has been very grievously mis-applied. It has been quoted by every Freewiller who has ever spoken on the subject, as undeniable authority against arguing the question at all; it has been used to stop the mouths of enquirers, to silence objectors, and to comfort conquered self-esteem. But with all due submission to the Free-willers aforesaid, and to the Bard of Paradise, too, I am humbly of opinion that the matter should be dicusssed, - aye, and should be decided upon : and so settled is my conviction upon this point, that it is my determination to devote a few pages of the City of London Magazine (always supposing, of course, that the worthy Editor allows me), to a consideration of the doctrine of Philosophical Necessity, and to a statement of the conclusion to which I have been led.

The doctrine which I intend to maintain is this : That every event in the world of matter, and in the world of mind, is irresistibly de. creed and determined ; and not only in its end or consummation, but in its means on pre-determining causes also.

I say every event. I speak of the world of matter ; and I wish to be understood to mean and include the history of every atom that composes it, as well as its movements and occurrences as a mass. I refer as much to a single grain of sand by the sea-shore, as to the sun in the heavens ;-as much to the bending of a blade of gross before the wind, as to the courses of the planets in their orbits. I include as much a shower of rain, as an universal deluge; as much the crumbling of a rock, as the destruction of a system. I speak of the world of mind ; and I refer as much to every transient emotion and sensation of the soul, as to its most sublime engagements; as much to every passing idle thought, as to the profoundest reflections of Wisdom and Philosophy. I speak of life; and I contemplate as fully the smallest living creature, as man; as much the falling of a sparrow to the ground, as the death of the inost renowned among mankind; as much the loosening of a hair from the head, as the starting of a star from its sphere. I speak of the history of the race; and I mean as fully the rise and fall of the meanest individual, as the setting up and overthrow of the mightiest dynasty or nation.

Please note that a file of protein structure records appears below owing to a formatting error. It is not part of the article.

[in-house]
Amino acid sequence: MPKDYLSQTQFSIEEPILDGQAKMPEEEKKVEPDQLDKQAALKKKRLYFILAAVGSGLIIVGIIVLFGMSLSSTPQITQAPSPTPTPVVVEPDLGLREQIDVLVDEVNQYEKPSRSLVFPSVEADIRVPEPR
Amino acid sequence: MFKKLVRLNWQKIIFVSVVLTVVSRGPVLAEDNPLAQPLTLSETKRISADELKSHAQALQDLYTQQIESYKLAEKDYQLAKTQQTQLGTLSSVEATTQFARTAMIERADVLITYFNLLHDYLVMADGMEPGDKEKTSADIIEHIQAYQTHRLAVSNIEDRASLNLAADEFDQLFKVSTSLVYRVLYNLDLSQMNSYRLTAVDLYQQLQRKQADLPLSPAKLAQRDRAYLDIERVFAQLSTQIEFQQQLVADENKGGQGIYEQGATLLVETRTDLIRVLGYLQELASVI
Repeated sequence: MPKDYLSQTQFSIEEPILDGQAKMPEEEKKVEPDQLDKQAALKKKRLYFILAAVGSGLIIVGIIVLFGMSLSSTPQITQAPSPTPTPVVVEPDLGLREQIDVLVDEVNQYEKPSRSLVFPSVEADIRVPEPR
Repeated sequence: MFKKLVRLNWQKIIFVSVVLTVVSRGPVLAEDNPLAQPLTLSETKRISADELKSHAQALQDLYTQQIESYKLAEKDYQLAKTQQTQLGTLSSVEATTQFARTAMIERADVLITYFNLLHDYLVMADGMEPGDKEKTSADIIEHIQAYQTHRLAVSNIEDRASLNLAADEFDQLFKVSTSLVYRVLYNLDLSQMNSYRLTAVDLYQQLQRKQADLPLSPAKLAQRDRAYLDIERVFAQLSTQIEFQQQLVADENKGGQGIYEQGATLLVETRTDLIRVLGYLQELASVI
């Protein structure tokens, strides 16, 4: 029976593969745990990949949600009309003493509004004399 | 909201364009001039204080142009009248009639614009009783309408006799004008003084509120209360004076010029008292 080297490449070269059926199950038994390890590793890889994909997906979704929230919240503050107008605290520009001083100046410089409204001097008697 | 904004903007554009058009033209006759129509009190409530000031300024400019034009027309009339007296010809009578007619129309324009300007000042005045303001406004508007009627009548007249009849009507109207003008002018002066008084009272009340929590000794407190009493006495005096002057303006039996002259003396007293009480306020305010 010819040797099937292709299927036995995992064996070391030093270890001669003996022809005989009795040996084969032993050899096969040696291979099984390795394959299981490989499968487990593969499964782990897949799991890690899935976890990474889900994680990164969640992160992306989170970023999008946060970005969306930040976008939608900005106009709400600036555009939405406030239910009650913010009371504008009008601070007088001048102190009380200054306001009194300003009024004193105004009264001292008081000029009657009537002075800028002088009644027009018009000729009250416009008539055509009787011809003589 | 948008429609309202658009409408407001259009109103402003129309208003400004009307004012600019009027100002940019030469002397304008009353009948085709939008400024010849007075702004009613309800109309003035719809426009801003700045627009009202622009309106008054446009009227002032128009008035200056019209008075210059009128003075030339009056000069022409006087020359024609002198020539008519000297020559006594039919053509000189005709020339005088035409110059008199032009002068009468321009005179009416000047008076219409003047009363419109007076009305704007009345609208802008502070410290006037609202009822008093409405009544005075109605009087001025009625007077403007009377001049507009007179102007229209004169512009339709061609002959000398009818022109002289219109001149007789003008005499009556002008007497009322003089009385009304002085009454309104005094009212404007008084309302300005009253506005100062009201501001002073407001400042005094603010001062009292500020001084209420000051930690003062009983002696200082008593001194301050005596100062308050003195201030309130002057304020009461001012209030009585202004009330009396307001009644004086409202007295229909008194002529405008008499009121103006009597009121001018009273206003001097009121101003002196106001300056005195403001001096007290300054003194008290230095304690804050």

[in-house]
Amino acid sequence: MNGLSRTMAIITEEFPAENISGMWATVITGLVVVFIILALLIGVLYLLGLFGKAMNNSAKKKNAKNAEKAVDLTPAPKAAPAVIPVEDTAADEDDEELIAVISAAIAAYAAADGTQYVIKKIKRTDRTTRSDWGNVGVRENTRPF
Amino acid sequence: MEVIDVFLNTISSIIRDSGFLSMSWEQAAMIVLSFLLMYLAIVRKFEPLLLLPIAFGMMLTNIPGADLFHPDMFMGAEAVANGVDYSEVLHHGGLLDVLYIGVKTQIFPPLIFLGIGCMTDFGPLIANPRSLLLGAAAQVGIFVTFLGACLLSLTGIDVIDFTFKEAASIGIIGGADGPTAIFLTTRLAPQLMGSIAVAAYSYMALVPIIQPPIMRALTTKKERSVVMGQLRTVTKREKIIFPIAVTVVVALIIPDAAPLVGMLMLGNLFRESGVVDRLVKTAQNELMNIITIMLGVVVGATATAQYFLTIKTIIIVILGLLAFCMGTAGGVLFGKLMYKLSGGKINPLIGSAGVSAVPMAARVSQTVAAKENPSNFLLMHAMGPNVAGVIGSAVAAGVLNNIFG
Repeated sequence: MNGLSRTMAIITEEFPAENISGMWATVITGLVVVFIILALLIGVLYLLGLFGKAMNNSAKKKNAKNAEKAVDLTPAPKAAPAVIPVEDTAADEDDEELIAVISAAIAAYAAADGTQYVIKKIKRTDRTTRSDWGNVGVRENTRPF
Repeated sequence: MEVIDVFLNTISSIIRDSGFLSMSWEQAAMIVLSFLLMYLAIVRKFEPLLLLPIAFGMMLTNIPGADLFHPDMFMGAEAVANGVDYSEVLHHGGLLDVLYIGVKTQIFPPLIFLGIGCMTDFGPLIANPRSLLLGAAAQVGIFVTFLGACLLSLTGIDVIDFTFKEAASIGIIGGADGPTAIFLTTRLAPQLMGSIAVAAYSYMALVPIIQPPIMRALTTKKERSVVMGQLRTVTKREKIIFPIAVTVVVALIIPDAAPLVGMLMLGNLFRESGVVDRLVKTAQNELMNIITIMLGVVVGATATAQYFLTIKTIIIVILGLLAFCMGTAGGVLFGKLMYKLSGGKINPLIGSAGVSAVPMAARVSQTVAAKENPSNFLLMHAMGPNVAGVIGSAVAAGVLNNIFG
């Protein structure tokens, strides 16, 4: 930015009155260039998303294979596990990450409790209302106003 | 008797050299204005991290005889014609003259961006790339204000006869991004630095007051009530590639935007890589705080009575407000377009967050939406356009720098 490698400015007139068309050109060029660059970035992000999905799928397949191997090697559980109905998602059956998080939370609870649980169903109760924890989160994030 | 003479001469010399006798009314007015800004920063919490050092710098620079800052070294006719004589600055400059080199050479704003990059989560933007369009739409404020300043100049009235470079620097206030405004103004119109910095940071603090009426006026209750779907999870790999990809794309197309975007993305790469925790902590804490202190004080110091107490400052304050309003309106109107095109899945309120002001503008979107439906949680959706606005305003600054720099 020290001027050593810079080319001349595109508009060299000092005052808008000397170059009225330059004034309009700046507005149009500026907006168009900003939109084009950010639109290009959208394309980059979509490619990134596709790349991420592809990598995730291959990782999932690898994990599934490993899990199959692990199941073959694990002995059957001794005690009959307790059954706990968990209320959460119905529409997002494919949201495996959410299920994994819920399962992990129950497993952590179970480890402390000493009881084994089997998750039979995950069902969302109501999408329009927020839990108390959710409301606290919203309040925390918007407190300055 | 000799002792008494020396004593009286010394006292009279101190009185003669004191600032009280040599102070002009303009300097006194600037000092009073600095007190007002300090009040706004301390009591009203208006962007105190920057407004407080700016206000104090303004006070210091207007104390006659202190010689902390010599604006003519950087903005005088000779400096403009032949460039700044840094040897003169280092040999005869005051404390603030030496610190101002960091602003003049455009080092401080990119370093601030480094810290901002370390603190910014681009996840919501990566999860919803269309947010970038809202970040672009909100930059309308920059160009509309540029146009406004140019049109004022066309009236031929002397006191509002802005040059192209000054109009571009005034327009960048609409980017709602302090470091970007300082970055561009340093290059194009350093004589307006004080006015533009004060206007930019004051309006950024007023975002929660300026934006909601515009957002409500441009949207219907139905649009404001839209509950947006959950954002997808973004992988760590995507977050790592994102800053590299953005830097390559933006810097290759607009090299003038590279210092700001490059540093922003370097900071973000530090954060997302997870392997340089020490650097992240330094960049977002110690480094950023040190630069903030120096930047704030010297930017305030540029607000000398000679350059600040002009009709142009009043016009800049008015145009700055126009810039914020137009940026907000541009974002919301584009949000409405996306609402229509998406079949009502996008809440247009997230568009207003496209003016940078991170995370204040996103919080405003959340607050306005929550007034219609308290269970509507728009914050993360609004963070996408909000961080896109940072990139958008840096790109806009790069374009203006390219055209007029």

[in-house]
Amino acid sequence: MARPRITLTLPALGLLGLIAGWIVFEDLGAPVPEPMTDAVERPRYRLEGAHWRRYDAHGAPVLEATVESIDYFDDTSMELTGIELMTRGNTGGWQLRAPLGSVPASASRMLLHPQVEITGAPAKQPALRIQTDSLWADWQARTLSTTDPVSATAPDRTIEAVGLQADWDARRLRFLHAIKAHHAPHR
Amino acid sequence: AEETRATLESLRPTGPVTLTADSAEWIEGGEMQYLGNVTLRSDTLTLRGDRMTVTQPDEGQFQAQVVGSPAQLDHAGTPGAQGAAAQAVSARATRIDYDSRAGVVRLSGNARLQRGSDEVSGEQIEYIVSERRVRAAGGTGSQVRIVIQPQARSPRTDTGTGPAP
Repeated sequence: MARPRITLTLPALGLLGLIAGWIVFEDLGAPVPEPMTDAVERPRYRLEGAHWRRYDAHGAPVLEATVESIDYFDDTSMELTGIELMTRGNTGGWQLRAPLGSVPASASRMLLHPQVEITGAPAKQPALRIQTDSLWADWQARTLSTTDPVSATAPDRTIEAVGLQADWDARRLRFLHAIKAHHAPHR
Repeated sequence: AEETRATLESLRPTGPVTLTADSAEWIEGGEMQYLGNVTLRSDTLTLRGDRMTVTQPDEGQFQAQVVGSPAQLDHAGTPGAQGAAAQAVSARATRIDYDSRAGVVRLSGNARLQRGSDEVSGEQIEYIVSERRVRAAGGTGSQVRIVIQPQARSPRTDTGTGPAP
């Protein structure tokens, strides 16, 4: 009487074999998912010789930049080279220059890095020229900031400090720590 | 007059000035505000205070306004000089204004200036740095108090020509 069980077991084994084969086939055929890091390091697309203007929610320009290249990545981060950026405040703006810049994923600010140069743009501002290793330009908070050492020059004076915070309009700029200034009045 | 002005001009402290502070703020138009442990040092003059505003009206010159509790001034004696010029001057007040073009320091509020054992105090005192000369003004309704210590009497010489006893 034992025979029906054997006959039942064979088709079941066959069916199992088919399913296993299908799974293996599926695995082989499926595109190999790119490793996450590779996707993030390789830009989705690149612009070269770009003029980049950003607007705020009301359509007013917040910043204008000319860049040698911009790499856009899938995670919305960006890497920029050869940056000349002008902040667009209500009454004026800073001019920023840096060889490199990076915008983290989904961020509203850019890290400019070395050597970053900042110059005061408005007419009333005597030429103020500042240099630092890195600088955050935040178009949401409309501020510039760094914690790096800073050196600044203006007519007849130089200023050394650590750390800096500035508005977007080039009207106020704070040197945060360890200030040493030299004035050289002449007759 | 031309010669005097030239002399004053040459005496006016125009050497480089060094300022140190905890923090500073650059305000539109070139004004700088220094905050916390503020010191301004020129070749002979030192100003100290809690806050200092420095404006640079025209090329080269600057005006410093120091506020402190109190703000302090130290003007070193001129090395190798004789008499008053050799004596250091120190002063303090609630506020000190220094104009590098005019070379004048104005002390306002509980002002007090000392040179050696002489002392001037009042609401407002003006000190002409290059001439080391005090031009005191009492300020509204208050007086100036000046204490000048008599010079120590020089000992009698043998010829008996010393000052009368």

The opposing doctrine to this is called Liberty or Free-will; and it is easy to see what its tenets must be. It asserts that the events happening in the world are caused by the uncompelled and perfectly free determination of the agents who bring them into being, and may or may not come to pass, according to the agent's will : that there is no necessity for the agent's determination, and therefore, that things may or may not come to pass, and may or may not come to pass as they do. This doctrine I shall most steadily and stoutly oppose.

CHAPTER II. OF THE MANNER IN Which I SHALL CONSIDER THE QUESTION. Now that I have defined the doctrine I mean to uphold, it may be as well for me to state the course of my argument.

I shall first consider the doctrine as it is affected by the attributes of the Deity; and attempt to show that Necessity inevitably results from Omnipotence, Omniscience, and Omnipresence:

I shall next endeavour to prove the doctrine from the qualities of Humanity, and the evident destiny of man :

I shall then dispute the fact of man's free-will, and show how completely his determinations are controlled, influenced, and caused:

Next, I shall seek to show that moral accountability is strictly accordant with the doctrine of Necessity :

Subsequently, I shall answer the objection, That moral good and evil are inconsistent with Necessity :

It will then be my object to prove the doctrine by exhibiting it in opposition to the theory of Chance or Free-will:

Then I shall produce proofs of the existence of the law of Necessity from the History of the World and from the experience of man :

And lastly, I shall contrast the two systems, and show which man must most desire.

In treating this question, it will be my aim to speak as simply and as clearly as possible, to avoid all circumlocution and mystification, and to prove my point by only fair and honest reasoning.